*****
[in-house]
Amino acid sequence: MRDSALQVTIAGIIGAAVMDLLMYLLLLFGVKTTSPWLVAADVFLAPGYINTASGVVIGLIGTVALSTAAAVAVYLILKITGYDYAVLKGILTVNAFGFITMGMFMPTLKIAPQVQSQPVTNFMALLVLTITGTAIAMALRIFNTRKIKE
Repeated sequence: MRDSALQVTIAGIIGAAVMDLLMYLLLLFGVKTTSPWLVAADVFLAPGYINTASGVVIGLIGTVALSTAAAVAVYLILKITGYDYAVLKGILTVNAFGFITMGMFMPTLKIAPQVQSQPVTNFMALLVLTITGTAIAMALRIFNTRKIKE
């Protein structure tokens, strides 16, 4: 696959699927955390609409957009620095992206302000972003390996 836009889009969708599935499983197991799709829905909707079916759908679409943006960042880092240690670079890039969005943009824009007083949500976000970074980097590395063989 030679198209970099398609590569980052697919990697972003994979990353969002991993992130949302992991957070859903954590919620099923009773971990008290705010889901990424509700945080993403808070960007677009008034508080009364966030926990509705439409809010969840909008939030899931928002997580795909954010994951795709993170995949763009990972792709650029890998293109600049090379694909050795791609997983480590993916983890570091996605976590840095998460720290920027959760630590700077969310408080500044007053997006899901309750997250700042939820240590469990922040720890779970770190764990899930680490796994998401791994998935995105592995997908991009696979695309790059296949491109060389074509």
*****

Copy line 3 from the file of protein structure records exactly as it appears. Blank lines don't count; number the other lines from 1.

Repeated sequence: MRDSALQVTIAGIIGAAVMDLLMYLLLLFGVKTTSPWLVAADVFLAPGYINTASGVVIGLIGTVALSTAAAVAVYLILKITGYDYAVLKGILTVNAFGFITMGMFMPTLKIAPQVQSQPVTNFMALLVLTITGTAIAMALRIFNTRKIKE